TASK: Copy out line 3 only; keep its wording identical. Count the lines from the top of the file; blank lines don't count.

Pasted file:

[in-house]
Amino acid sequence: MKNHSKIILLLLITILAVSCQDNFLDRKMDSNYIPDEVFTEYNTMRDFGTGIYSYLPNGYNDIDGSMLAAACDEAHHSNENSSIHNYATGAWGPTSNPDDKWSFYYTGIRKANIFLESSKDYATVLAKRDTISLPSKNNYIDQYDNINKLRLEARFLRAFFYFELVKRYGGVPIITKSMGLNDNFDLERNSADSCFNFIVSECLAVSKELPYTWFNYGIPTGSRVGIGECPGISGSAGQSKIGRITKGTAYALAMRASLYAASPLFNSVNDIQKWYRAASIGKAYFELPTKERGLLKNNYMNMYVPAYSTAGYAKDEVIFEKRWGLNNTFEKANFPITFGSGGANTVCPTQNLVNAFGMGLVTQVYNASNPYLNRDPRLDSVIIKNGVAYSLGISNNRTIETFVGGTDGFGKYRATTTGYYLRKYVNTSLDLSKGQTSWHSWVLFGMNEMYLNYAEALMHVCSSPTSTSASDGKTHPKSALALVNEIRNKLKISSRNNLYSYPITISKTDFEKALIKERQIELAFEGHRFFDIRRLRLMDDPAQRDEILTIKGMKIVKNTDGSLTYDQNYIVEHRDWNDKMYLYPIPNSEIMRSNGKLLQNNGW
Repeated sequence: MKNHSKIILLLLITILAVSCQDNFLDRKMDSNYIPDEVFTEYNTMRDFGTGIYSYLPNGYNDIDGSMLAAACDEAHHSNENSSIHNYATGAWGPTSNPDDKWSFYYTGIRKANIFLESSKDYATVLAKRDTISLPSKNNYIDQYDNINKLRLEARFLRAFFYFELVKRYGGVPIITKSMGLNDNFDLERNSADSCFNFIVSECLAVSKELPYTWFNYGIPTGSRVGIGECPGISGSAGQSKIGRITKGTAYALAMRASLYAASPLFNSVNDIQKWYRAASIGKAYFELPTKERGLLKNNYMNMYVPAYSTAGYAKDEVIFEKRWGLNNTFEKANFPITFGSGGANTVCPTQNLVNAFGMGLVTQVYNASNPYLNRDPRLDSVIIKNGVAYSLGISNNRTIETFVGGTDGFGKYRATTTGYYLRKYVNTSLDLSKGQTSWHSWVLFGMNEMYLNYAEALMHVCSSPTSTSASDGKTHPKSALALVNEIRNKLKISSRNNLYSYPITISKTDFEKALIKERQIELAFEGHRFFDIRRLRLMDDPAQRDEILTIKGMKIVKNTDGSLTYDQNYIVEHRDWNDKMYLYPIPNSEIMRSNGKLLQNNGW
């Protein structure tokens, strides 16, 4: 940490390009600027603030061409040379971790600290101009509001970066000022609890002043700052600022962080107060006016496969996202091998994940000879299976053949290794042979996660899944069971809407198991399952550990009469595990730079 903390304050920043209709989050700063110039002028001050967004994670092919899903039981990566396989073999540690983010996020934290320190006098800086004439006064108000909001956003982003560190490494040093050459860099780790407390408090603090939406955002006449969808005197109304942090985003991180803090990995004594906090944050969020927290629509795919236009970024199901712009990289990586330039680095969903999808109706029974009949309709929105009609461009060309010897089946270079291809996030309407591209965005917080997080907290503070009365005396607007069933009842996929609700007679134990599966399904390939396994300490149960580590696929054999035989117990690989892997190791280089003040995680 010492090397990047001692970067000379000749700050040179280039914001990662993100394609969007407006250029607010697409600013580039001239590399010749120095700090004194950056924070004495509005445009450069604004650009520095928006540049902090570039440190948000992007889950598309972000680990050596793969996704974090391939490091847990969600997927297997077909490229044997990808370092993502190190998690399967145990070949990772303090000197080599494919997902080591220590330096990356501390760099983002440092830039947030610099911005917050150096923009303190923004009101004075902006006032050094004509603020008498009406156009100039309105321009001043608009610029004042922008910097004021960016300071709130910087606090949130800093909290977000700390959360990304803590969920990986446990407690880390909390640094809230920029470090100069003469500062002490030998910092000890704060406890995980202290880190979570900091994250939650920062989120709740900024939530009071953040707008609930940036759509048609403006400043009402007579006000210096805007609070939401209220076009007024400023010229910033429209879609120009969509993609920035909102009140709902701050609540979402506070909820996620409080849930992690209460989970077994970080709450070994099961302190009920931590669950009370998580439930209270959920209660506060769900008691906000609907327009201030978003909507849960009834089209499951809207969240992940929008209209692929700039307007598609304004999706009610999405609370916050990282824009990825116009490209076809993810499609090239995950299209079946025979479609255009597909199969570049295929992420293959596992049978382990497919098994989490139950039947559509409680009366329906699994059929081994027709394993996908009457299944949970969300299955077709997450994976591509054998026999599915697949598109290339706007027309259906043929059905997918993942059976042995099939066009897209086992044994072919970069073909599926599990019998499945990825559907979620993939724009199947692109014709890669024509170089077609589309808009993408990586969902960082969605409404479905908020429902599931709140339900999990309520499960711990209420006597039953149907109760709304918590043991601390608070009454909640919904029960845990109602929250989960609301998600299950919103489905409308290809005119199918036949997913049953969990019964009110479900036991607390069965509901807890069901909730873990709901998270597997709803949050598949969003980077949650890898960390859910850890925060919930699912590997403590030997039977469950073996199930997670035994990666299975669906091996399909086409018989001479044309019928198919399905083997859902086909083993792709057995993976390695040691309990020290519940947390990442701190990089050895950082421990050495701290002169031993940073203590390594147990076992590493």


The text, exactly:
Repeated sequence: MKNHSKIILLLLITILAVSCQDNFLDRKMDSNYIPDEVFTEYNTMRDFGTGIYSYLPNGYNDIDGSMLAAACDEAHHSNENSSIHNYATGAWGPTSNPDDKWSFYYTGIRKANIFLESSKDYATVLAKRDTISLPSKNNYIDQYDNINKLRLEARFLRAFFYFELVKRYGGVPIITKSMGLNDNFDLERNSADSCFNFIVSECLAVSKELPYTWFNYGIPTGSRVGIGECPGISGSAGQSKIGRITKGTAYALAMRASLYAASPLFNSVNDIQKWYRAASIGKAYFELPTKERGLLKNNYMNMYVPAYSTAGYAKDEVIFEKRWGLNNTFEKANFPITFGSGGANTVCPTQNLVNAFGMGLVTQVYNASNPYLNRDPRLDSVIIKNGVAYSLGISNNRTIETFVGGTDGFGKYRATTTGYYLRKYVNTSLDLSKGQTSWHSWVLFGMNEMYLNYAEALMHVCSSPTSTSASDGKTHPKSALALVNEIRNKLKISSRNNLYSYPITISKTDFEKALIKERQIELAFEGHRFFDIRRLRLMDDPAQRDEILTIKGMKIVKNTDGSLTYDQNYIVEHRDWNDKMYLYPIPNSEIMRSNGKLLQNNGW